Sunday, 6 November 2016

Let's all take a deep breath

When Britain voted to leave the EU I thought it was a catastrophe. I still do, but things are turning out even worse than I feared, to the point that I think we are now entering a very dangerous situation.

One might have thought that with the vote having been very close, and won on the basis of claims, such as the £350M a week for the NHS, that were disowned within hours of the result, that an apparently pragmatist politician like Theresa May would have sought to find a common ground way forward. That would have meant, perhaps, a pause to look at options, then a relatively soft Brexit plan that could be just about acceptable to elements of both remain and leave. Instead, she opted to at least signal a hard Brexit, and poured scorn on anyone wanting to question that as trying to undermine democracy.

It may be that May thought that, having been a (lukewarm) remainer, she had to do this in order to run her party, and that by coming out hard on Brexit she could hold that party together. If so, she has made the same miscalculation that David Cameron made: her Eurosceptic MPs will always ask for more, whatever they are given. So she has implied that she wants to leave the single market and they have pushed her to leave the customs union; said she wants to invoke Article 50 and they have pushed her to unilaterally abolish the 1972 European Communities Act. As with the Referendum itself, attempts to manage the Tory Party’s extremists are dragging the whole country towards their extreme positions.

It is crucial to recall that the Leave campaign never specified a form that leaving would take. Some wanted a Norway model (meaning European Economic Area membership), some a Switzerland model (meaning EFTA but not EEA), some a Canada model (meaning an FTA with the EU), some a Turkey model (meaning outside the single market but inside the customs union), some a WTO model, some an Albanian model, and some a Liechtenstein model! So the vote to leave the EU was never a vote for any particular alternative. Yet the government, and the Brexiters, are now insisting that it gave a mandate for some kind of hard Brexit – though even the form of that they cannot agree on (Turkey, Albania, Canada, WTO are still in the frame; Norway, Switzerland and Liechtenstein apparently not).

All of that is chaotic, and highly damaging to the UK economy, as can be read from the value of the pound that falls whenever a hard Brexit looks more likely and rises when a soft Brexit seems more likely. What is not just chaotic but dangerous is the populist rhetoric around this. Given that the Leave campaign chose not to define what leave meant, it was inevitable that this would have to be decided by parliament. May tried to avoid this, but the High Court judgment confirming that it must be so led to perhaps the single most disgusting headline in British newspaper history: the Daily Mail’s ‘Enemies of the People’ (the other candidate for the title being the Mail’s ‘Hurrah for the Blackshirts’ support for the British Union of Fascists in 1934).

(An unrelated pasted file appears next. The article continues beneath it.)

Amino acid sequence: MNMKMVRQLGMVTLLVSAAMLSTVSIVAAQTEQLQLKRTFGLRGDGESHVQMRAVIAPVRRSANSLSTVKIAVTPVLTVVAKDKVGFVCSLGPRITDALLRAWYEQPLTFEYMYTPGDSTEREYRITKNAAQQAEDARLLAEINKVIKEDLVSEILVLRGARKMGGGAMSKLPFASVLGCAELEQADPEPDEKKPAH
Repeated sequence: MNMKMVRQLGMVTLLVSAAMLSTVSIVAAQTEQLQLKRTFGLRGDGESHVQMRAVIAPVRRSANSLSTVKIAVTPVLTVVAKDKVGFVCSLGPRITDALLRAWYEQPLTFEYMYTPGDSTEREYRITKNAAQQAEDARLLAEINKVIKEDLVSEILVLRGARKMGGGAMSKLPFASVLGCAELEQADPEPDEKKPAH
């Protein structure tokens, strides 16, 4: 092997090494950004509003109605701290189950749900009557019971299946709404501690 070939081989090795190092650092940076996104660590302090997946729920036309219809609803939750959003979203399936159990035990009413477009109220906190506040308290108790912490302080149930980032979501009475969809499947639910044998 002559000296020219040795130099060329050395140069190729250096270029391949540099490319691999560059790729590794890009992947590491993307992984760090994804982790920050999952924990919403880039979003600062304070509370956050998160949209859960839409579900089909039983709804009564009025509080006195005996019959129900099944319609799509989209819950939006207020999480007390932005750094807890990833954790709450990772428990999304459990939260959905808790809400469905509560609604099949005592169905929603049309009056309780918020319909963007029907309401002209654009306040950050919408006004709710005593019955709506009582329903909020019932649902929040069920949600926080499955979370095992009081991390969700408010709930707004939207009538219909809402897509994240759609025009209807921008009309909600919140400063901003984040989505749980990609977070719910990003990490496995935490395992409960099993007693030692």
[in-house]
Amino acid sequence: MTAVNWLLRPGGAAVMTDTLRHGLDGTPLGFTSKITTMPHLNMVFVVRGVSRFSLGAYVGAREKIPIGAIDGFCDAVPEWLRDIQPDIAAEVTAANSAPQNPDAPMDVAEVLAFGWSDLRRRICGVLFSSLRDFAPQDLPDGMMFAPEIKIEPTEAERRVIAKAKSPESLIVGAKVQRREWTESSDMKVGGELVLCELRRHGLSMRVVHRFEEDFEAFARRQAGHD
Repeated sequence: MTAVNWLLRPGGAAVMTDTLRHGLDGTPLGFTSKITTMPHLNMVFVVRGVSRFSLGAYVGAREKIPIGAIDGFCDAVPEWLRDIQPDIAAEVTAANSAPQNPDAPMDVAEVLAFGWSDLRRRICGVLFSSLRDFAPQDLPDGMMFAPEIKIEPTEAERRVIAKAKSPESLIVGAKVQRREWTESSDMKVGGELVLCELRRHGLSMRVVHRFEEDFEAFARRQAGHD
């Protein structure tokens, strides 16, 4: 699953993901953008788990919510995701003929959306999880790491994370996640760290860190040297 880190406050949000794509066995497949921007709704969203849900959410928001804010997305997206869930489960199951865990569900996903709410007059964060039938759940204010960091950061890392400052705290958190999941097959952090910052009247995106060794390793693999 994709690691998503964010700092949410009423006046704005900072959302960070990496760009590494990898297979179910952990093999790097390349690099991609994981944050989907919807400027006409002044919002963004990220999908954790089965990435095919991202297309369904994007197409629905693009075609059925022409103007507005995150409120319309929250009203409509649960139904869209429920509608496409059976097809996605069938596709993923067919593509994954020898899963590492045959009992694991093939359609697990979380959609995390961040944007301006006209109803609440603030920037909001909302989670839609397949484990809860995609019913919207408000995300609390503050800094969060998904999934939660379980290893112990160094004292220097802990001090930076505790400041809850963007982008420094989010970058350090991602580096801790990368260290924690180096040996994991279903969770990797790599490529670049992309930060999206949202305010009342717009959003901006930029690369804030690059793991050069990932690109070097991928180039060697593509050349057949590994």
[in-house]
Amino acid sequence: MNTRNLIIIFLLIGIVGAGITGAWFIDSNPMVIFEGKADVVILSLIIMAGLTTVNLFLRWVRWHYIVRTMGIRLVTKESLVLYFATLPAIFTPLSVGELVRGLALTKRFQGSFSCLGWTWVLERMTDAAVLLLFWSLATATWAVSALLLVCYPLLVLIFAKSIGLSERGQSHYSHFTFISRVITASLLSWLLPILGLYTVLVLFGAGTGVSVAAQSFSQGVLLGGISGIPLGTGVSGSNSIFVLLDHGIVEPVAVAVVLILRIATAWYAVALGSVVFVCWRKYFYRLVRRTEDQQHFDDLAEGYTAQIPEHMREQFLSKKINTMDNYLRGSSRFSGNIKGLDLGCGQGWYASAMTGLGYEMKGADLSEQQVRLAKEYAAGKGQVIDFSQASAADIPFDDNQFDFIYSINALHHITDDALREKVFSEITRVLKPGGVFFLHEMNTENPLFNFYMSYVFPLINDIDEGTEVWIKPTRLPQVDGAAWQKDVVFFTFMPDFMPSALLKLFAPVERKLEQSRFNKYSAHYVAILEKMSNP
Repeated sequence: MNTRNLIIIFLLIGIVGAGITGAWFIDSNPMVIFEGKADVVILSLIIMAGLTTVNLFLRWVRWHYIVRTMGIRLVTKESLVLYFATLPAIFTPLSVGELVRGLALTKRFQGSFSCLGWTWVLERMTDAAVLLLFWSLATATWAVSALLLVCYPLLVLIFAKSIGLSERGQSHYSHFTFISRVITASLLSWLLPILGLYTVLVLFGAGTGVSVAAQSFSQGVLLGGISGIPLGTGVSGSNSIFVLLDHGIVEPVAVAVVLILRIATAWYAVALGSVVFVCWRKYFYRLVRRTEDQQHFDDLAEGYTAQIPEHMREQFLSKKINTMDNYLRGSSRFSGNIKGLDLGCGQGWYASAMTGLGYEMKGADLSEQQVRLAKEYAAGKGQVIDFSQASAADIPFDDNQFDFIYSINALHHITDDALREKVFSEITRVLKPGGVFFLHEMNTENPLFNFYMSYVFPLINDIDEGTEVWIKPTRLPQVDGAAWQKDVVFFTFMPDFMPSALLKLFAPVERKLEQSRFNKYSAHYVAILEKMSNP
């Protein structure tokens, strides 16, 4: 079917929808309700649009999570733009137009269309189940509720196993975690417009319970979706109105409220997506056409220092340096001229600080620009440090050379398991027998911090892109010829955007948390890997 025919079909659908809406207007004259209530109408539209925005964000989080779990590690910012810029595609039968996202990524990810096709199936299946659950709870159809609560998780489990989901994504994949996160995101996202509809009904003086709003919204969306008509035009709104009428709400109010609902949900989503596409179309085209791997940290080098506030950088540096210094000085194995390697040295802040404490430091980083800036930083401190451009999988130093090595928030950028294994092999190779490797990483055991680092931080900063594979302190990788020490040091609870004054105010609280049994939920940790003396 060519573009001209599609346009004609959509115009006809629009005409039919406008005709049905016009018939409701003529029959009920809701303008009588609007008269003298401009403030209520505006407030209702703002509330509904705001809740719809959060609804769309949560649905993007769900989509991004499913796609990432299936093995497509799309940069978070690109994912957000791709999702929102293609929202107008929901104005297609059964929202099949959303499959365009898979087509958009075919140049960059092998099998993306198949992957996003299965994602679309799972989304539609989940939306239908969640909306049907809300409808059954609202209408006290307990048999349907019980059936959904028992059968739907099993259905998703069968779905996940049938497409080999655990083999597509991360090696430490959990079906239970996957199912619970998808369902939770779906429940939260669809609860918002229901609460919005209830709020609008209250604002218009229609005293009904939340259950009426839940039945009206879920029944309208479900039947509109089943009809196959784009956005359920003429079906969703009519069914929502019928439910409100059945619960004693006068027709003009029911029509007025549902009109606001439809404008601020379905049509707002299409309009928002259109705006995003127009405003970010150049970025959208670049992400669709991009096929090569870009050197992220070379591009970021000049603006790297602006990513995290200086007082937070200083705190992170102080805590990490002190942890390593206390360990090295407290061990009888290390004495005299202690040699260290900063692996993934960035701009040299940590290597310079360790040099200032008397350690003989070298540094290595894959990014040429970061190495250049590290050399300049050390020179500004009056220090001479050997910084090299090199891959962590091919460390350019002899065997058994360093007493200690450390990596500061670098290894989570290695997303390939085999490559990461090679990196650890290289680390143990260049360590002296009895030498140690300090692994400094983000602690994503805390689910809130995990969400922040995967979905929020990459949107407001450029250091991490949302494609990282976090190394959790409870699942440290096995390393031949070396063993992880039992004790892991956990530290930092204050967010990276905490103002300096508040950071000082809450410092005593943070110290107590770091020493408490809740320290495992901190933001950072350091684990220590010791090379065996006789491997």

It is important to understand the resonance of the term ‘Enemies of the People’. It was used in Nazi Germany (Volksverr√§ter) and the Soviet Union (vrag naroda), and so to see it used in a British newspaper is truly shocking. It cannot be dismissed, as some commentators have tried to, as being just the same as when papers criticise what they see as over-lenient criminal sentences. It is not an attack on the judgement, but on the institution of law. And what provoked it was not – as might be thought – a ruling that negated the Referendum vote, but one that simply upheld the longstanding principle of parliamentary sovereignty; the principle that Brexiters made central to the Leave campaign.

So we now have a situation where a narrow vote to leave the EU on terms unspecified is being translated into some mythical ‘will of the people’ for hard Brexit. We know that only 37% of the electorate voted to leave the EU, and we know that they did so for all sorts of reasons, and we know that on current opinion polls they would not do so now. There is no ‘will of the people’ for hard Brexit; there may not even be a will for Brexit at all.

But that is not the worst of it. Nigel Farage, the ‘interim’ leader of UKIP is now implicitly condoning, if not encouraging, street violence if his supporters don’t get a hard Brexit. We all, whether remainers or leavers, have to stand up now and condemn this. The referendum did not suspend the constitution or the rule of law. It does not give a licence to attack judges; it does not give a licence to threaten to gang rape people we disagree with; it does not give a licence to spit on schoolchildren; it does not give a licence to beat up and murder immigrants. I know very well that almost no one who voted to leave the EU condones any of these things. But they are being done in your name.

Whether or not we are in the EU is an important question, about which there are strong feelings on both sides. I have strong feelings about it. But we must not rip up our civility, our constitution or our law in the process. Important as it is, membership or otherwise of the EU is not that important. Let’s all take a deep breath.

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